pm@olin: Capstone (Class 11)

This week was our last week of Product Management at Olin! For me, this was the most fun class we did. First, It was the most challenging pedagogically for everyone involved. It also nicely tied together what we’d covered. Added bonus: It also gave me a whole new lens to think about my HBS education through.

As always, I couldn’t have done this alone. In particular, Professor Eisenmann was a driving force behind the class. He wrote the case, helped me learn how to teach it from his teaching plans, came to class and observed, and gave feedback and explanation of cases live for my class. A huge thanks to him for helping pull together what I think was an excellent conclusion to our class!

1. Cement everything we’d covered so far in the course.
2. See how Product works in a company that has legacy and other complications (instead of the project examples we used).
3. Use a classic business case study instead of small exercises and projects.

Required Reading:
1. Product Development at OPOWER (Eisenmann and Go)

1. The Case
2. Case Discussion Plan
3. Board Plan
4. Whiteboards, markers, associated props



The Case — 90 minutes

The typical HBS classroom case discussion takes about 80 minutes. I don’t have the ninja-skills that HBS faculty have (but I do have the luxury of a 2.5 hour class) so we went a bit over.

I can’t share the specifics of our discussion. One key point of the cases is people don’t want the answers floating around. If you buy a copy of the case and want to chat with me about it, just let me know. If you’re an HBS student, you can request a copy for free from the library (also due to Prof. Eisenmann).

We spent about 45 minutes fleshing out the specifics of the problem. That was listing and evaluating all the options available to OPOWER and the Product Manager. Prof Eisenmann said in a more experienced classroom, we could have cut that to 30–35 minutes.

Then we talked more about some background and general facets. How did OPOWER get into this situation? How does the PM role and the organizational structure play into the dilemma? What is the best software development process? Did this one work? Is this broadly applicable to other projects?

On the whole, I was happy with how the conversation with. There were a few students who I wanted to get more involved (I did do a cold call!) and I wish I’d been more proactive about that during the conversation.

Because we only had ten students, it was easy for everyone to participate. I didn’t have to use a hand-call method, everyone just jumped into the conversation naturally.

I also felt like my leading of the discussion felt apart more as time went on. At the beginning I was pretty clear on what I wanted to cover and how to get it on the board. As we got to the final sections I was afraid it felt more like “box checking” than a genuine elucidation of knowledge. If I did it again, it would be stronger.

The Postmortem of the Case — 15 minutes

After we wrapped the case, Professor Eisenmann shared what OPOWER decided. He also made some comments on the discussion.

The students, in typical Olin-fashion, asked how they could have been better. That resulted in unplanned live debrief about the discussion. We covered how it went compared to an MBA conversation, and how I could have led the conversation more effectively.

I found this part of class rewarding. First — it’s rare to get feedback on your teaching from another experienced educator. That was a treat in itself. Secondly — it was nice to get a bit more insight into the style that goes into teaching a case. I spend a lot of time in the classroom observing what my faculty do, but it was nice to go through the process myself and see what happened.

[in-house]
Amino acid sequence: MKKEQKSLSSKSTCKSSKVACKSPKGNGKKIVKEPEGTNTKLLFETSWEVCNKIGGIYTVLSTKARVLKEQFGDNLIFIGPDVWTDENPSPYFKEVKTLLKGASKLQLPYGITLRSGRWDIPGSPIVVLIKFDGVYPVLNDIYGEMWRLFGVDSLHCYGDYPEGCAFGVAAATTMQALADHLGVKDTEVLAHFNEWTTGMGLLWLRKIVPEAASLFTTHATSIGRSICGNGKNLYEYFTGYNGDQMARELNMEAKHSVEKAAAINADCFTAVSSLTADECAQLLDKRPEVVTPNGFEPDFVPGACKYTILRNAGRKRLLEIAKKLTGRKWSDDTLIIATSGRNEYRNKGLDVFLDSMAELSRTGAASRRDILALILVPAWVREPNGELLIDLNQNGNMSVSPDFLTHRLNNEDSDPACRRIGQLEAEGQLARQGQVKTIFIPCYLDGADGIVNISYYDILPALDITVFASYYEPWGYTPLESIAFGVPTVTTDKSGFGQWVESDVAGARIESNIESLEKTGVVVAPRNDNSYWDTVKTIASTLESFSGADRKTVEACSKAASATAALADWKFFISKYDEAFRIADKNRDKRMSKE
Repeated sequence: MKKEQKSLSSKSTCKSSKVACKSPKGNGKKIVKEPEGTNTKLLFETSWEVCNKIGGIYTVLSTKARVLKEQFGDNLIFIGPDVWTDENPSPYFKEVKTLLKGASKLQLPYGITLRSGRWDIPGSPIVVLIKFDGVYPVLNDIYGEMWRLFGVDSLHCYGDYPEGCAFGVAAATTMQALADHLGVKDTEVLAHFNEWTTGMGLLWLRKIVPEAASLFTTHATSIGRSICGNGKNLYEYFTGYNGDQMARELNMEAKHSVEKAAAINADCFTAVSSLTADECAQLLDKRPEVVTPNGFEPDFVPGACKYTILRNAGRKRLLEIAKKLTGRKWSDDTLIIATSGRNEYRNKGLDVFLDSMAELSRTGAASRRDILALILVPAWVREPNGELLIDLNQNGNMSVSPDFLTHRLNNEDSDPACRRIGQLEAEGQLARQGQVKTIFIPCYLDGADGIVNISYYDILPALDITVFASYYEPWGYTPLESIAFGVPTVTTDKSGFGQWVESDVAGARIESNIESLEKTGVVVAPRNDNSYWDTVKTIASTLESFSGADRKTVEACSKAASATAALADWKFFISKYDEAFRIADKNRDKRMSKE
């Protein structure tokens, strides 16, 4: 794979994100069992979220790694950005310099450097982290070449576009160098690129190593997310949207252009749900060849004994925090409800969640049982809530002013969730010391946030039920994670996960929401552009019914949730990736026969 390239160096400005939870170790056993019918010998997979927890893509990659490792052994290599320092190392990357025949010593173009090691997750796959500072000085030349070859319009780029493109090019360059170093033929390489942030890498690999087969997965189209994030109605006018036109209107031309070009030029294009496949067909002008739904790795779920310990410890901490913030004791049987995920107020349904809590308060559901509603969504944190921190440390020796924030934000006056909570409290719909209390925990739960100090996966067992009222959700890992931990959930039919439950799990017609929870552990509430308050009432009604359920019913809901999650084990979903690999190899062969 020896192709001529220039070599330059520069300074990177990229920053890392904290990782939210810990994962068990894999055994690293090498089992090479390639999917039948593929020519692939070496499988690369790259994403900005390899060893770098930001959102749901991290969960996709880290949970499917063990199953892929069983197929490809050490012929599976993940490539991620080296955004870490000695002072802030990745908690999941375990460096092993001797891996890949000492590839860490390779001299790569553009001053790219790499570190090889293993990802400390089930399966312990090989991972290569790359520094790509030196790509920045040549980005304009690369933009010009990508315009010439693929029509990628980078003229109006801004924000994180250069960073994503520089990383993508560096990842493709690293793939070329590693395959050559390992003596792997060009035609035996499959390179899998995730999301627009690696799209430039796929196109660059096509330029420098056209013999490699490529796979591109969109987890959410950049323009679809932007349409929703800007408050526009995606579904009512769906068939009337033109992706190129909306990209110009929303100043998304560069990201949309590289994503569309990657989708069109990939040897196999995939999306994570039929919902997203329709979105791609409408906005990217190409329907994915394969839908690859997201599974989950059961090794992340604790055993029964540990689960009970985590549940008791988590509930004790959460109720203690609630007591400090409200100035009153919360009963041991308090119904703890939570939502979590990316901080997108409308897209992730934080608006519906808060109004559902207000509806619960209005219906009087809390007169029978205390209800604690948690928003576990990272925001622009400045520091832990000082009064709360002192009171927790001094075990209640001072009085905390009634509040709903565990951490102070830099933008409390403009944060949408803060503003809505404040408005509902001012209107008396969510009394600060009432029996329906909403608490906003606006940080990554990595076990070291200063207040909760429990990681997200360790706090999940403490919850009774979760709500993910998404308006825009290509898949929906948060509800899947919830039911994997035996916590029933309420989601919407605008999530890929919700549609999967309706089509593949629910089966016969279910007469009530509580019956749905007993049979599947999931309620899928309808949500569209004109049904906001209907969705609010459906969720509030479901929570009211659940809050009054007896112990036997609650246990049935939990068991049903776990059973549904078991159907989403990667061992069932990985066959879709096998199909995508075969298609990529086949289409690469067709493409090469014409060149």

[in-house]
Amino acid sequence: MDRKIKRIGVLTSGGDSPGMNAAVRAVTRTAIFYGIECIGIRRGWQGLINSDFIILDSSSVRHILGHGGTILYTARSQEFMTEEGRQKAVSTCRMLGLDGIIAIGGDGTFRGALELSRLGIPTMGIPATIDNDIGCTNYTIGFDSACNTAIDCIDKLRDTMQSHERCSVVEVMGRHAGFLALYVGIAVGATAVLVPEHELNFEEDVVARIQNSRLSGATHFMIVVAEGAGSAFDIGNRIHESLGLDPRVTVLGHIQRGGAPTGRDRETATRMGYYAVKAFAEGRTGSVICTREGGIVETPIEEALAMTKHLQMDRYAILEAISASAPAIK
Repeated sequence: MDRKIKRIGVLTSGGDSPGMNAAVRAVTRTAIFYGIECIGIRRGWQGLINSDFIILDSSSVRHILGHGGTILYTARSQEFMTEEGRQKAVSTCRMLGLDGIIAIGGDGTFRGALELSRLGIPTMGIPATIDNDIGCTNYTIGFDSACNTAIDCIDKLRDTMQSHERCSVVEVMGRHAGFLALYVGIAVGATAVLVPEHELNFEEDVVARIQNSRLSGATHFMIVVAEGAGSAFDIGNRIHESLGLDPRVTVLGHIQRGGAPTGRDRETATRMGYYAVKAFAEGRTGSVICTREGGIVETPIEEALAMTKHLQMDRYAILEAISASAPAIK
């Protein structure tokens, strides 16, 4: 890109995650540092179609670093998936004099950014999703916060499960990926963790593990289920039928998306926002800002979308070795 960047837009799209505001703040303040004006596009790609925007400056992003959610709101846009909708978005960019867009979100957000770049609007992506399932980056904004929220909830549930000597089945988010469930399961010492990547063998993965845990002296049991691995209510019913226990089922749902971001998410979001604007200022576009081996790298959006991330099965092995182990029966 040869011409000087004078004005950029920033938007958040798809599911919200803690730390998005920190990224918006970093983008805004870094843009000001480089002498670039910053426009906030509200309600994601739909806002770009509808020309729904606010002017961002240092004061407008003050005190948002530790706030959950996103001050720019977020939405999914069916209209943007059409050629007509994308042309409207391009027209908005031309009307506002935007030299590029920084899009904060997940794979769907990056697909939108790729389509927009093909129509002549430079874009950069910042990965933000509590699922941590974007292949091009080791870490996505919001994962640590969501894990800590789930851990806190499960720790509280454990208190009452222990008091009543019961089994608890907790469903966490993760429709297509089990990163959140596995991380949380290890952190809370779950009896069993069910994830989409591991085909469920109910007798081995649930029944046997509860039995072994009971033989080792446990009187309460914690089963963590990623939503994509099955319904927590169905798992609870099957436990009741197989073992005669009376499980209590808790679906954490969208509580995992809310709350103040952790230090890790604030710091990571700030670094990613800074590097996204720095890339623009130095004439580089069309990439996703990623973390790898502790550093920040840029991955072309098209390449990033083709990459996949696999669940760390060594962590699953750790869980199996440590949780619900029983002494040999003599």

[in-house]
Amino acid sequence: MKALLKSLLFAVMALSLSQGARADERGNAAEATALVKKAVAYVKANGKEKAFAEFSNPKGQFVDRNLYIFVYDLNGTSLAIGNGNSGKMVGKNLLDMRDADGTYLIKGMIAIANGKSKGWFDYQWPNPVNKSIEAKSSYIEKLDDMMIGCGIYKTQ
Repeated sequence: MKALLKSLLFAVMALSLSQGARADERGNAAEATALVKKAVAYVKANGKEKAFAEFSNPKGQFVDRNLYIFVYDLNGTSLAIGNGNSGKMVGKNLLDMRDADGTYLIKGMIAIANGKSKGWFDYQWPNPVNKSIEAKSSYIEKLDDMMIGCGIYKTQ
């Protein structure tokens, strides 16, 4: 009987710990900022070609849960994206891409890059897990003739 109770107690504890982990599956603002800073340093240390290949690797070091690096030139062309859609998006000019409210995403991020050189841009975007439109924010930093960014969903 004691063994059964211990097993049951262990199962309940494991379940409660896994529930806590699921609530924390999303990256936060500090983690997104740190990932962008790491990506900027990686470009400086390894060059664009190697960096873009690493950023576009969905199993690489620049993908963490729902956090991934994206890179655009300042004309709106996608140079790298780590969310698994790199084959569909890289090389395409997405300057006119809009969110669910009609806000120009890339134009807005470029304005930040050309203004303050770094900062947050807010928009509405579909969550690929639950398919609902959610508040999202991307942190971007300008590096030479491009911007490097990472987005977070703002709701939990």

I did draw from things my faculty do: for instance, Jan Rivkin uses colored chalk to annotate pros/cons. I tried to do the same with my markers. I also tried to ask more questions and restate less, because that sometimes frustrates me in class. After having done the postmortem, I have a lot more respect for why the faculty restate and how it moves the discussion along. I’d do so more in the future.

From the student side: Wow. I was impressed with how well they handled a case study. They evoked similar ideas to an HBS classroom. The discussion went well, in part because everyone had experience in the field and participation went back and forth a lot. Our Babson student was able to give a more business-oriented perspective, helping the discussion.

The students picked up on a lot of best practices. They took strong opinions, they spoke concisely, and they built on each others comments. There was a lot of genuine listening in the room. I honestly thought the quality of conversation was higher than some of the early conversation in our section.

(It definitely helps that they’ve been together all semester, have a smaller group, and are in a lower pressure situation — but was still impressive!)

Class Wrap — 30 minutes

We finished with a general class wrap. I was exhausted after teaching the case, so this part of class was pretty amusing.

We went back through some of the learning goals in the beginning (we covered many of them). We also chatted a bit about Olin and if I’d teach the seminar again. I hope the students benefit from having taken the class and I’m looking forward to seeing what they do next!

(I’m taking it as a good sign: of all the students that enrolled and started at the beginning: no one dropped the class, and everyone attended enough seminars to get credit).

Selected Notes/Changes:
1. I’d spend more time prepping the second part of the lesson. I thought it would flow more naturally from the first.
2. I’d move to a classroom that has the moving-chalkboards the way HBS does. I felt like moving to the side of my room really changed the dynamic of the conversation.
3. I’d spend more time balancing the voices in the conversation.